While the other two areas are focused on helping people to encounter new discoveries and give shape to their imagination, the PHOTON area aims to help people communicate and connect.

Post-it notes featuring excited reviews and messages by both adults and children who have created videos in the area.

Inspiration is not just about discovery. It is the gateway to new ways of thinking.

A trip to AkeruE, which is based on the concept of “giving shape to inspiration,” shows that inspiration is not only about new discoveries, but also about the way of thinking, the means, and the knowledge that supports the excitement of seeing a certain object. Both adults and children may start to think about things from different angles, scientifically, visually and so on, helping them broaden their horizons. Seeing is believing. Be sure to visit AkeruE with your family and friends!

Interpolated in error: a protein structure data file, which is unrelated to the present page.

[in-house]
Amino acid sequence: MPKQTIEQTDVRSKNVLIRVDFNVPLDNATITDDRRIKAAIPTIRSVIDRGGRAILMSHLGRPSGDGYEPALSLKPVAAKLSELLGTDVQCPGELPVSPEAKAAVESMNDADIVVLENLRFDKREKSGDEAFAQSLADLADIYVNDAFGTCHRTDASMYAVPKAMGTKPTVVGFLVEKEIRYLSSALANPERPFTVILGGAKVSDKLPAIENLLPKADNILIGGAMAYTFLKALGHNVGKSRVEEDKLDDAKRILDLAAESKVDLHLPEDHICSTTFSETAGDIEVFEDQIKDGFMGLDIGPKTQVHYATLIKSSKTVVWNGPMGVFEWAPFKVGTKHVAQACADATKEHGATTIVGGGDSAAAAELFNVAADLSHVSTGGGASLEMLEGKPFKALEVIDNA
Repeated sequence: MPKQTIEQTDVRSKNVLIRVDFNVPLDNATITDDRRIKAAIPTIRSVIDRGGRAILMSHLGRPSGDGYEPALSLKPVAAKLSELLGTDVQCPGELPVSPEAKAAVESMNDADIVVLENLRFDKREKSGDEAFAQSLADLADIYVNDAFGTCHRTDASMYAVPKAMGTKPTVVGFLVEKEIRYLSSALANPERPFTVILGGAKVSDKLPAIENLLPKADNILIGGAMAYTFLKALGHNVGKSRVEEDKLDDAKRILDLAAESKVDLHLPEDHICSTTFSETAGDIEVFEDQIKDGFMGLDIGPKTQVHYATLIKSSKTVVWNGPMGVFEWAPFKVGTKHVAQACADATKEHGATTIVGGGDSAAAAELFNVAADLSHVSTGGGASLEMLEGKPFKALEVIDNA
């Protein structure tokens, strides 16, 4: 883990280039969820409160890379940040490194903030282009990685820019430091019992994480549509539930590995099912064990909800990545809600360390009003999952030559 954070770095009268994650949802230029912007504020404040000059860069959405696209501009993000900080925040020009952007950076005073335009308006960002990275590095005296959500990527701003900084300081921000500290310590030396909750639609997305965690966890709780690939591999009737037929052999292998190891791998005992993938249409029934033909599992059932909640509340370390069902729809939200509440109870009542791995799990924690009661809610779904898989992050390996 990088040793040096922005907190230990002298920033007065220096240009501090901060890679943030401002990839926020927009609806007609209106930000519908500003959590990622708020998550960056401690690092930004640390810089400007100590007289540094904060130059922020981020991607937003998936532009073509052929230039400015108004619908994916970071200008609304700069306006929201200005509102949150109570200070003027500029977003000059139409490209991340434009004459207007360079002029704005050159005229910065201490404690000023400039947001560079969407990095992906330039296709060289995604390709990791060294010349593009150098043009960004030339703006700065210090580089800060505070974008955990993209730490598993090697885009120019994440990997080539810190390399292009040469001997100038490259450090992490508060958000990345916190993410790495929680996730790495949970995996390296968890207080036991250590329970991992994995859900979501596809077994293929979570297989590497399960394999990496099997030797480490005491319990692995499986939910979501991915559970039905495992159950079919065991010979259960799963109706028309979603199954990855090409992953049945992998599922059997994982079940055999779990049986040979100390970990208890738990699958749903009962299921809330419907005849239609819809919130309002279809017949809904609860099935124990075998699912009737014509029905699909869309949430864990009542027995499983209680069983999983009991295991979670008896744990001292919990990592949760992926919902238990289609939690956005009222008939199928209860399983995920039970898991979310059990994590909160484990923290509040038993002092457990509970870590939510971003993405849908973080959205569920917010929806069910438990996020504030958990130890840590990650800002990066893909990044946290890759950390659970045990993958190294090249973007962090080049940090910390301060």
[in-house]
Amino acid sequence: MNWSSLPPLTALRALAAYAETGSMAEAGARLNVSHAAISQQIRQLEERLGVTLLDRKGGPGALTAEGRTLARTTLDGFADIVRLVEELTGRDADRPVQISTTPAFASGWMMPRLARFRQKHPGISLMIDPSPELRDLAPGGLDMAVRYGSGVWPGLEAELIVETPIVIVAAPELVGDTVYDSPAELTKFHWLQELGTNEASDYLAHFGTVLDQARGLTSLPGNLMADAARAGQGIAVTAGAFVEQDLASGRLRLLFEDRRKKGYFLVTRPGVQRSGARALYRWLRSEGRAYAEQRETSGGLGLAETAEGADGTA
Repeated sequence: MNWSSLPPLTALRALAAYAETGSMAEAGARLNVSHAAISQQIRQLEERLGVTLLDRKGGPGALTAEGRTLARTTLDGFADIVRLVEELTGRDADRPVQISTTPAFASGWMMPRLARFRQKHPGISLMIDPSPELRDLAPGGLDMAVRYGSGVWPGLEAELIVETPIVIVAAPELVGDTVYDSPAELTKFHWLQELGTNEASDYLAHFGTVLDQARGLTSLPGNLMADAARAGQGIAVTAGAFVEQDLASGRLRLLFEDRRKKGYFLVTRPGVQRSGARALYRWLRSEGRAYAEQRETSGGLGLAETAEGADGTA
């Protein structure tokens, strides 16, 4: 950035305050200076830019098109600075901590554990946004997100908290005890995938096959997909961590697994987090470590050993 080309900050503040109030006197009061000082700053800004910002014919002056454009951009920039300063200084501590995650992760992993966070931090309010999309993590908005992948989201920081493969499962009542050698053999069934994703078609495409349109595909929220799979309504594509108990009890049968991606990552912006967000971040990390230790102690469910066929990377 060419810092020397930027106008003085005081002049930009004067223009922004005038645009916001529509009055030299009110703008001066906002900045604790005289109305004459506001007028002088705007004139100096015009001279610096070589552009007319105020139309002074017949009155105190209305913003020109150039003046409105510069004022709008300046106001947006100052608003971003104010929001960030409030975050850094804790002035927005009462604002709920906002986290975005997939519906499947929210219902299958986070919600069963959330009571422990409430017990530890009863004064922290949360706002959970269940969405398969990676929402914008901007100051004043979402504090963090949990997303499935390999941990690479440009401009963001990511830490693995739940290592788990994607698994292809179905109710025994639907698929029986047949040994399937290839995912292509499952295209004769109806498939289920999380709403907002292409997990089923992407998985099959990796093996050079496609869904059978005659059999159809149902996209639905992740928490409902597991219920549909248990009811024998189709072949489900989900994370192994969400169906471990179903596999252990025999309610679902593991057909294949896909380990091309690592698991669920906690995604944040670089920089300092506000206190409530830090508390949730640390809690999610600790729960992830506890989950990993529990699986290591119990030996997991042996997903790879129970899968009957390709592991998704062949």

Mariko Suzuki

AuthorMariko Suzuki(Public Relations )

She is in charge of global planning and promotion at Loftwork. She is also the global project PM at the creator portal "awrd.com," and the producer of the global award "YouFab Global Creative Awards." She is a member of the team which launched "Fab Meetup," a neworking and presentation event for creators held at FabCafe every month. She is one of the most community-friendly members at Loftwork, and is also admired by the creators who congregate at FabCafe.